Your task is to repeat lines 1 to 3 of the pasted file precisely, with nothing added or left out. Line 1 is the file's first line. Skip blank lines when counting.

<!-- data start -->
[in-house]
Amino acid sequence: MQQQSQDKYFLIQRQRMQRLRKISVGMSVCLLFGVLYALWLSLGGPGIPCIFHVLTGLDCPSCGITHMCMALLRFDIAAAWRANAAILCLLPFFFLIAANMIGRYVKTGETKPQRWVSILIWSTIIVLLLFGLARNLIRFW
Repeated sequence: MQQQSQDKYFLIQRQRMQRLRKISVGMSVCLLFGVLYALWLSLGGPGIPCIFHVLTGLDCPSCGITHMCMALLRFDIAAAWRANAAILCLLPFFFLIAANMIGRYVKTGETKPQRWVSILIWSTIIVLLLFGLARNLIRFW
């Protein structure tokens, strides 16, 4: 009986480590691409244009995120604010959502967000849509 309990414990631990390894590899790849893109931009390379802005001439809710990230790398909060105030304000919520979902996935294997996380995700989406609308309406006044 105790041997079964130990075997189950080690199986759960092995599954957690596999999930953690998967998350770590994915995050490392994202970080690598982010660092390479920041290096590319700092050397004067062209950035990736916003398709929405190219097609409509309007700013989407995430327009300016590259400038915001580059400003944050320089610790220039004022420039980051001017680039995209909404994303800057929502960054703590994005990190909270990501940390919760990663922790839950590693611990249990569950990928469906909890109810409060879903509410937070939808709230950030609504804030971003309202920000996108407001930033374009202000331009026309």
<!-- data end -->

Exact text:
[in-house]
Amino acid sequence: MQQQSQDKYFLIQRQRMQRLRKISVGMSVCLLFGVLYALWLSLGGPGIPCIFHVLTGLDCPSCGITHMCMALLRFDIAAAWRANAAILCLLPFFFLIAANMIGRYVKTGETKPQRWVSILIWSTIIVLLLFGLARNLIRFW
Repeated sequence: MQQQSQDKYFLIQRQRMQRLRKISVGMSVCLLFGVLYALWLSLGGPGIPCIFHVLTGLDCPSCGITHMCMALLRFDIAAAWRANAAILCLLPFFFLIAANMIGRYVKTGETKPQRWVSILIWSTIIVLLLFGLARNLIRFW